Re: [pcp-discuss:] Probleming through Florida

From: John J Kineman (
Date: Tue Dec 05 2000 - 18:56:23 GMT

  • Next message: Norman K. McPhail: "Re: [pcp-discuss:] Probleming through Florida"

    Hi Norm,

    Please recognize that I am not supporting either candidate in this
    disucssion, nor even espousing values that either has differentially
    identified. I'm commenting on the nature of a complex system and the
    appropriateness of our mathematical model. I am not saying what Gore
    thinks, or anyone else, nor presuming to agree or disagree with the
    candidates. Of course they are merely actors in a play. I'm talking
    about the plot scenario and the stage. Let's agree on that level of
    detachment, or drop the discussion, otherwise we're merely arguing
    political views. I want to focus on the modeling question about how to
    best represent voter opinion in a decisive manner. Just to clarify by
    answering your questions:

    1. I say apportioning electors doesn't increase Federal power at the
    expense of the State's power in elections because: (a) the deciding body
    (EC) is not Federal, and (b) the "power" is incorrectly calculated at
    present because it is based on gaming semantics rather than survey
    semantics. They maximize opposite values in a close vote.

    2. I am not suggesting the courts have any role in implementing a change
    other than interpreting existing law. Only legislatures can change the
    law, as was confirmed this weekend. so, yes, the change would have to go
    through the normal legislative process(es).

    3. I think you misunderstand my argument about changing the rules. Its
    for the future. I'm not talking about the present election, except as a
    case study of what needs to be fixed. The basic principle I would
    suggest is this: that the "value" of any election result is proportional
    to its "representativeness," not to the decisive "power" of any
    individual in the process. If it ends up representing a single
    individual who exercises control over the result (Bush, Gore, Harris,
    the judges, etc.), then its value is very small in terms of representing
    the public. So the issue I'm identifying is that the value of the
    election result diminishes as the gap narrows, unless, beyond a certain
    threshold where "representativeness" has gotten too small, there is
    another way to re-introduce representativeness. Having the legislatures
    make the decision in close races is one way to do that. Creating a fully
    functional EC that can make decisions is another. Implementing "Instant
    Runoff Voting" nationwide is another alternative that has been proposed.
    The main point is to address the problem of representativeness by some
    method that reintroduces it in tight situations. The present system
    maximizes individual influence in those situations, which I argue is the
    wrong value and something to be strenuously avoided.

    4. Yes, indeed, a constitutional amendment may be necessary to correct
    the semantic and statistical error in our current system. You may be
    correct that a law will not be able to do this because, if I heard
    correctly this weekend, there already is a constitutional power granted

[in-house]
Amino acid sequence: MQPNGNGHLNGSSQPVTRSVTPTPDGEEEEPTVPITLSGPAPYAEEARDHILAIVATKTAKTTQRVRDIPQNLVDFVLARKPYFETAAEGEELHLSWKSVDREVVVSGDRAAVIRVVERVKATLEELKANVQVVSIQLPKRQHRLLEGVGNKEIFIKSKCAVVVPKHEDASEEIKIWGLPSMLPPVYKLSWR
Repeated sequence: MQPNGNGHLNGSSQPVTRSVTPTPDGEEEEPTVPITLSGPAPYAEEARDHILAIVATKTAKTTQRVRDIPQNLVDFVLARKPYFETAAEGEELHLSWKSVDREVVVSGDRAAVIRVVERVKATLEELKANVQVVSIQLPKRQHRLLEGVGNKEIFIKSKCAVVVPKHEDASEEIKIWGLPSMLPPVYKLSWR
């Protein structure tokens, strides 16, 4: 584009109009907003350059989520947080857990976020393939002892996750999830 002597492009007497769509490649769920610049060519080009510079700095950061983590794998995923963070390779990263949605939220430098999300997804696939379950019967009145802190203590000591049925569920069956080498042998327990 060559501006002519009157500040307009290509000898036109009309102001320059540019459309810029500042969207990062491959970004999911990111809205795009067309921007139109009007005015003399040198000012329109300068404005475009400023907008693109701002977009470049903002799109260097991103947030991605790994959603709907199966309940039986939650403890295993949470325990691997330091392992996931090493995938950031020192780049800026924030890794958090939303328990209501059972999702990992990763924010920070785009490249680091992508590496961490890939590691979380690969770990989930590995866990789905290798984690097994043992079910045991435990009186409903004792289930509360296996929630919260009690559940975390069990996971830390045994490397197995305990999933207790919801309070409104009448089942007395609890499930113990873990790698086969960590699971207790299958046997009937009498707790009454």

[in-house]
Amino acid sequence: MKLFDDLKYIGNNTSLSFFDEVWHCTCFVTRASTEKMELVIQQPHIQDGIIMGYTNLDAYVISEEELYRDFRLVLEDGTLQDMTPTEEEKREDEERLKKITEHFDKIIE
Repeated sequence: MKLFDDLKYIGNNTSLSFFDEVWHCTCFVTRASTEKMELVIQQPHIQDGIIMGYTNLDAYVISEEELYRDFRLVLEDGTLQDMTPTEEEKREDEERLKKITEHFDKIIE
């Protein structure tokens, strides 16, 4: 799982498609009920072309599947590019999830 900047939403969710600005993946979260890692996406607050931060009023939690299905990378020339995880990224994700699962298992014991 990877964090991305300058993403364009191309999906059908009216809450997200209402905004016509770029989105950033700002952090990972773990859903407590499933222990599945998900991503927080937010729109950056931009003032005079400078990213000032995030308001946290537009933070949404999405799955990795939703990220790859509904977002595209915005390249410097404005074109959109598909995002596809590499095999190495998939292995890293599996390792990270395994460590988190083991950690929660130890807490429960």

to the State legislators that they and they alone must determine the
    method of assigning electors. Even the State constitution cannot
    intervene on that power according to Article II. However, again being no
    expert, I believe there are other Federal statutes, such as sufferage,
    which DO in fact dictate some limits on what the States can or can't do
    in exercising that authority. A State cannot enact legislation to
    exclude a minority group from the poles, for example. It would take a
    constitutional lawyer to determine if proportional representation can be
    enacted in a similar manner (as a separate provision that in effect
    limits what can be done under Article II), or if it would have to first
    change those existing powers. I don't have that answer.


    6. On the reference to the "zeno thing" which you didn't understand,
    please see the article I referenced. Its about the semantics assumed in
    our current system and a stistical paradox it catches us in.

    "Norman K. McPhail" wrote:
    > John:
    > Interesting arguments, but probably way off topic for this list. Then
    > again, what is politics if not a very complex adaptive system?
    > My thoughts below:
    > John J Kineman wrote:
    > > >
    > > > I like your points about trying to fit the Presidential election process
    > > > into either a zero sum game model or a survey of voter preferences
    > > > model. However, I don't think this should be viewed as an "either/or"
    > > > choice. To my way of thinking, our Electoral College system has
    > > > elements of both the models you are suggesting.
    > >
    > > Yes, as presently formed it is statistically based on the game/contest
    > > model, althought it is advertised as a survey model.
    > >
    > > >
    > > > I may be wrong, but I think that under the current set up, states do
    > > > have the option to split their Electors in proportion to the popular
    > > > vote. But I would estimate that there is practically no chance of
    > > > getting two-thirds of the states to ratify a Constitutional amendment
    > > > that would require a proportional split of a given state's Presidential
    > > > Electors as opposed to the winner-take-all method currently in use.
    > >
    > > Right. I have no idea of the feasibility of implementing the idea, just
    > > its statistical correctness. A convincing argument would have to be